Ntilikina played sparingly in the first three games of the season and moved up the depth chart due to the absence of Dennis Smith Jr., who left the team due to the sudden death of his stepmother. Mitchell Robinson inscribed “DSJ” on his sneakers to show support for his teammate. It is not known how long Smith will be away from the team.
It was an emotional day and night for the team, capped by a cathartic win before a two-game road trip. But it didn’t come before more anxiety, as the Bulls jumped out to a 20-8 lead due to more poor interior play by the Knicks. They were down 33-15 after the first and cut it to 10 at the half. By the fourth quarter, a grumbling Garden crowd was on its feet roaring loudly as the Knicks made their push to tie it at 88 with 6:09 to go.
But in a blink, it was back to a 98-90 deficit when Fizdale called timeout with 3:24 to go. This felt like another comeback that would fall short, just like in San Antonio and Brooklyn. But out of that timeout, the Knicks executed an inbounds play to perfection and then went on a 15-0 run to finish the game. The Bulls missed their final 7 shots.
“They held their composure,” Fizdale said. “Experience pays off.”
Now to see if they can build off of it.
NOTES & QUOTES
- Ntilikina’s role may grow even larger on the road trip, with Smith away and starting point guard Elfrid Payton dealing with a hamstring issue that caused him to leave the game in the second half. Payton played 20:42 before he exited the game. Fizdale said after the game he didn’t know what Payton’s status would be for Wednesday’s game at Orlando.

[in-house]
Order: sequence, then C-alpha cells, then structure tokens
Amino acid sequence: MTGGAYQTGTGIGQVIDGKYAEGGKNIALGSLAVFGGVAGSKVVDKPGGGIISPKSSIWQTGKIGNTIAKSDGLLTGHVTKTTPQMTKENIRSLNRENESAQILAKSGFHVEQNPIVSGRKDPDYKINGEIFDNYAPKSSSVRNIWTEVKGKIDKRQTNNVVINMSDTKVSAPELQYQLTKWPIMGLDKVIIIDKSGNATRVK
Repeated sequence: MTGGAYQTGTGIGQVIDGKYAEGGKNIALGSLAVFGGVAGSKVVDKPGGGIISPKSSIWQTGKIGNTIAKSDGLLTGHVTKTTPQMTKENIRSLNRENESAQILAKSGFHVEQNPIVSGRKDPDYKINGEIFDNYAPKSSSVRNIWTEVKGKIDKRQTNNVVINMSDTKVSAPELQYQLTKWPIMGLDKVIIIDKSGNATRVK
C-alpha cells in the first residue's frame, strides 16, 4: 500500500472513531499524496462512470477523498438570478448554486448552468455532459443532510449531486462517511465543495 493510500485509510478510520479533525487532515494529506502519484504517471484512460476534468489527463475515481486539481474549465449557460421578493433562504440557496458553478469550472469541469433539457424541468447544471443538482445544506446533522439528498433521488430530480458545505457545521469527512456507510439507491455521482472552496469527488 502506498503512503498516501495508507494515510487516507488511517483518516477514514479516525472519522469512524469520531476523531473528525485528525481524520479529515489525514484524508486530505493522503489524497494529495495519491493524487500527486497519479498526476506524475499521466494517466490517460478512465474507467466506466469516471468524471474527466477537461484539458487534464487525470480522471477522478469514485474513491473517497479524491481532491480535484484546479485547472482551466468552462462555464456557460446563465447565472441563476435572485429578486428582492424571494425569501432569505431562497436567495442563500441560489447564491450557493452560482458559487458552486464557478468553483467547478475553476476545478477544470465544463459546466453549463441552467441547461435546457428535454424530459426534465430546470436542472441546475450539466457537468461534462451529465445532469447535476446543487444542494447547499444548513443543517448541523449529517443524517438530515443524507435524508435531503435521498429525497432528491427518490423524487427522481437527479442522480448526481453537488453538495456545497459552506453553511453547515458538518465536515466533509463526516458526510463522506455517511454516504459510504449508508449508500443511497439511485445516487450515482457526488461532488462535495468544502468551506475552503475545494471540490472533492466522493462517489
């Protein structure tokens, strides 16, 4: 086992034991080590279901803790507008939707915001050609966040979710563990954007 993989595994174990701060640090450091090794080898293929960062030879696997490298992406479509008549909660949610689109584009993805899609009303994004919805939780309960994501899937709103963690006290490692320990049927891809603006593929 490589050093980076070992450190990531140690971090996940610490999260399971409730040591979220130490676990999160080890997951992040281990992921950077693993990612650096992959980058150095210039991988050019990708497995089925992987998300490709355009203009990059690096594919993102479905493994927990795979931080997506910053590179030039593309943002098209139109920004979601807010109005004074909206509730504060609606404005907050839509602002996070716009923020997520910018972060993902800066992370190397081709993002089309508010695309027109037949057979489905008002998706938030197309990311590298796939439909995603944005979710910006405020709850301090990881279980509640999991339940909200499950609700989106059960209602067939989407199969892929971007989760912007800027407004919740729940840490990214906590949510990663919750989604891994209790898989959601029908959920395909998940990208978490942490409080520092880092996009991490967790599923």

- The Knicks dominated the boards in this game, out-rebounding the Bulls 63-38. They grabbed 25 offensive rebounds. You’d have to go back to Dec. 28, 2005, to find a game in which the Knicks recorded at least 25 offensive rebounds in a regulation game. They had 27 offensive rebounds in a 105-95 loss to the Magic on that date. They have since had two other games of 25+ offensive boards, but both games went to OT.
- Let’s talk about the last two lottery picks for a little more. Four games into the season, Knox is averaging 12.5 points and 4.0 rebounds per game while shooting 48.5% from the field and 9/16 so far from three. And Barrett through four games is not just among the top rookies in statistical leaders, he’s putting up one of the best stat lines of anyone in the league. Barrett is averaging 20.5 points, 7.5 rebounds and 3.3 assists with 2.0 steals per game in 37 minutes per game. He’s shooting 49.2% from the field and 46.7% from three. You want to find an issue with the 19 year old? That’s easy, he’s leaving points at the free throw line. He’s shooting just 44% from the stripe right now, with only 11 of 25 made.
- Former Knicks GM Al Bianchi passed away on Monday at the age of 87. He was with his family in Arizona and died of natural causes. Bianchi, a Long Island City native, was GM of the Knicks from 1987-91 and his first bold move was to hire a young, up-and-coming coach out of the college ranks named Rick Pitino. Those were fun and tumultuous years, but saw the beginning of a renaissance of the franchise with Patrick Ewing and Mark Jackson, before Dave Checketts and Pat Riley arrived. One of the last moves Bianchi made was to sign another relative unknown, John Starks, out of the minor league circuit.
- Knicks President Steve Mills on the passing of Reggie Bullock’s sister and Dennis Smith Jr’s stepmother. “Our Knicks family is deeply saddened by the sudden passing of two of our players’ close family members. At times like this, we are reminded that life is bigger than basketball. Our thoughts are with them and their families.”